I had never really tried to do a landscape, although it was always in the plan. I get easily distracted by another good bird to draw! However, I was determined to have a go. A watercolour landscape might not be best suited to my very detailed style, though, so I decided to have a go at something with a lot of detail. The answer was this picture I took earlier this month, of the lighthouse at Cape Forchu, near Yarmouth, with its very dramatic and detailed rocks.
I thought it would be fun to document the process. I do like a detailed drawing to work on. This probably stems from my original pen and ink drawing, so my first step was to get the drawing, in 2B graphite pencil, onto my lightweight watercolour paper.
It was quite a job!. After that I switched to the watercolour pencils to start to work in the sky. I do like watercolour pencils and find them fun to work with. The colour stays where it is put, but it is easy to blend into other colours using a minimum of water on the brush. The paper doesn’t ever get too wet and excess colour or water can be blotted off using paper towel. I have quite a collection, but they all have their own characteristics. It is relatively easy to find the right colour, with such a choice!
The Faber-Castell sets in the first picture are unusual in that they can only be used by drawing on the paper and then wetting it. The Derwent Inktense and Marco Renoir pencils in the second and third picture can be used in the same manner, but also a wet brush can be applied to the tip of the pencil to lift colour, or the pencil end can be dipped in water, allowing additional effects. The Faber-Castell pencils allow a finer tip for detail work. The Derwents are very intense colour, that looks like ink when dried. I generally use a mixture of these pencils, depending on the subject matter, but the Derwents don’t get used much in the bird studies. the last picture shows my main brushes…a no.4 watercolour brush for large areas, like sky. a wider bristle brush for water areas and a very tiny, 10/0 watercolour brush for the details…I generally use this one the most, which is probably why these pictures take several days to complete.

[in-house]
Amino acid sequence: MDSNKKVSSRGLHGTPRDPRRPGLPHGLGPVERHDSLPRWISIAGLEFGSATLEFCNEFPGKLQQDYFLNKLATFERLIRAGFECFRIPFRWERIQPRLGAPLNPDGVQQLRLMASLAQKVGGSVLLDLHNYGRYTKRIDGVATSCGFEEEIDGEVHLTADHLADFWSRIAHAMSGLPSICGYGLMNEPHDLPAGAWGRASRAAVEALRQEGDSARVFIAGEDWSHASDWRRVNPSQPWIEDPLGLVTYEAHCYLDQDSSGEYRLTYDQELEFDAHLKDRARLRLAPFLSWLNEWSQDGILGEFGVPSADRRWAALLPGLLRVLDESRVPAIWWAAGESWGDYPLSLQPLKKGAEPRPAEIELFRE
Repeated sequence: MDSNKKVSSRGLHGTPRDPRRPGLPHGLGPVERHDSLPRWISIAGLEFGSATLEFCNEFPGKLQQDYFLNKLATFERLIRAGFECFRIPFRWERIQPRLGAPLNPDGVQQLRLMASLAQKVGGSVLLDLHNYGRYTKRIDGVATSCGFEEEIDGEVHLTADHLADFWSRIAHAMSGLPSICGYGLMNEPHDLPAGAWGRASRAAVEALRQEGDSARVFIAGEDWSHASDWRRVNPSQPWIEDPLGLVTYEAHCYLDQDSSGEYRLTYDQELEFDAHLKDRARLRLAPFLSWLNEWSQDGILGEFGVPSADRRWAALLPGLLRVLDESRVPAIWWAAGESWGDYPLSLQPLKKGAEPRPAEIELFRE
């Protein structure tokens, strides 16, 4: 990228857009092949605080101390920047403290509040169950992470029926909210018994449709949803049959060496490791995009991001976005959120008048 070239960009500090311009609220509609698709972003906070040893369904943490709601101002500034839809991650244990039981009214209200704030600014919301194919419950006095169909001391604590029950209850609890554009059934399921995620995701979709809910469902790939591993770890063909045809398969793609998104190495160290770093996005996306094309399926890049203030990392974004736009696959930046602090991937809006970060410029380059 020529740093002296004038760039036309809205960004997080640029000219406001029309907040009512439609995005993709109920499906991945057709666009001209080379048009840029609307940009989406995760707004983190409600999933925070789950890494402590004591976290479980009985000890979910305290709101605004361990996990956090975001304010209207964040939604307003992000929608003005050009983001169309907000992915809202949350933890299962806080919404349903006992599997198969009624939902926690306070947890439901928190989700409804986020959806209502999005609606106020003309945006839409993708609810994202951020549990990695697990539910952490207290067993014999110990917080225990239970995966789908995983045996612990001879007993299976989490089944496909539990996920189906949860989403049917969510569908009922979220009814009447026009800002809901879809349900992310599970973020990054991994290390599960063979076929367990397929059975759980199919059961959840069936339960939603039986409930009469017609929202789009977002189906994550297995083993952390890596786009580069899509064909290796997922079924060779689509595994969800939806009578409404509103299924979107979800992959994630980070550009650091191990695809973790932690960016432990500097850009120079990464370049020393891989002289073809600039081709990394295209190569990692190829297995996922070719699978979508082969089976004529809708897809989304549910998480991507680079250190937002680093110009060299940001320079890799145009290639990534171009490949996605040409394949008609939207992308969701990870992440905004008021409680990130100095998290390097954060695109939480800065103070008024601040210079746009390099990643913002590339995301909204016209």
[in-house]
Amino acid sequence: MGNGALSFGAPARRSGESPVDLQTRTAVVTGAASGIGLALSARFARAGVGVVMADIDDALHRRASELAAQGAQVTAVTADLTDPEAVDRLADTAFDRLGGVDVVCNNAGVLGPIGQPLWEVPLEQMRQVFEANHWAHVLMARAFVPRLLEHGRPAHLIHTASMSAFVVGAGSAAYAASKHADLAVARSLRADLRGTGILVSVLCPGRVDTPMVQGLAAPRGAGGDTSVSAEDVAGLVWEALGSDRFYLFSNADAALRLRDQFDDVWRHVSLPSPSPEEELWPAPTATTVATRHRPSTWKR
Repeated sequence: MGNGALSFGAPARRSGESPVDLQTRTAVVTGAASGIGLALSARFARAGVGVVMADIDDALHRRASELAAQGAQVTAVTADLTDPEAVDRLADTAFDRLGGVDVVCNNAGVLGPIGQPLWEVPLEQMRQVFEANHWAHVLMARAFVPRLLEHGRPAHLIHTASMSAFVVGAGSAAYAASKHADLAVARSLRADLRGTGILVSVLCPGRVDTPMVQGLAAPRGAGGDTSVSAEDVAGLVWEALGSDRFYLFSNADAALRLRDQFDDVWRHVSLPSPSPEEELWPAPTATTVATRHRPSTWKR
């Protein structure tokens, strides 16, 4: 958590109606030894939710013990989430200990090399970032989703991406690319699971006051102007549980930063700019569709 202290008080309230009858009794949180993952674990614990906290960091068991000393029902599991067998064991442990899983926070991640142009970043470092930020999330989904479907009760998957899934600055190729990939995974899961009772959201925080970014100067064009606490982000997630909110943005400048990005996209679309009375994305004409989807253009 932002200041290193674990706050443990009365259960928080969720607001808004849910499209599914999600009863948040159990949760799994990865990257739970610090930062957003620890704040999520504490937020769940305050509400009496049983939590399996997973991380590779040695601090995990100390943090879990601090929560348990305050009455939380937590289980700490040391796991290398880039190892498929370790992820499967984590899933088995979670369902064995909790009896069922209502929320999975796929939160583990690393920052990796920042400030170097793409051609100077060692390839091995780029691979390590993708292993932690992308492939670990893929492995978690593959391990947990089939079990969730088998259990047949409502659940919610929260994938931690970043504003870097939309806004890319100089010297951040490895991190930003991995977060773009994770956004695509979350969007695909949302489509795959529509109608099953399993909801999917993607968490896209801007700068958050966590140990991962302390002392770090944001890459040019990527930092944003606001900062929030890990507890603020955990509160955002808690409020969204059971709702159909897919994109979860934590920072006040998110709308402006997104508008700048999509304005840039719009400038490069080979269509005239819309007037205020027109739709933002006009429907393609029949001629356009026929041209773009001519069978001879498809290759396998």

The sky and lighthouse are filled in.
Then I worked on the rockpool and the areas of grass, all yellowed due to having been under snow.
Starting work on the rocks. I decided to try for the feel of the picture, without trying to get the colours exactly right (it isn’t a bird, so I can get away with that!). using the Derwents meant that the colours are bright and pop off the page.
More rocks, working round to the front of the picture. There were more greens and blues in the rocks at the front.
The final picture. I enjoyed the challenge and it has inspired me to try more landscapes. If only there were more hours in the day!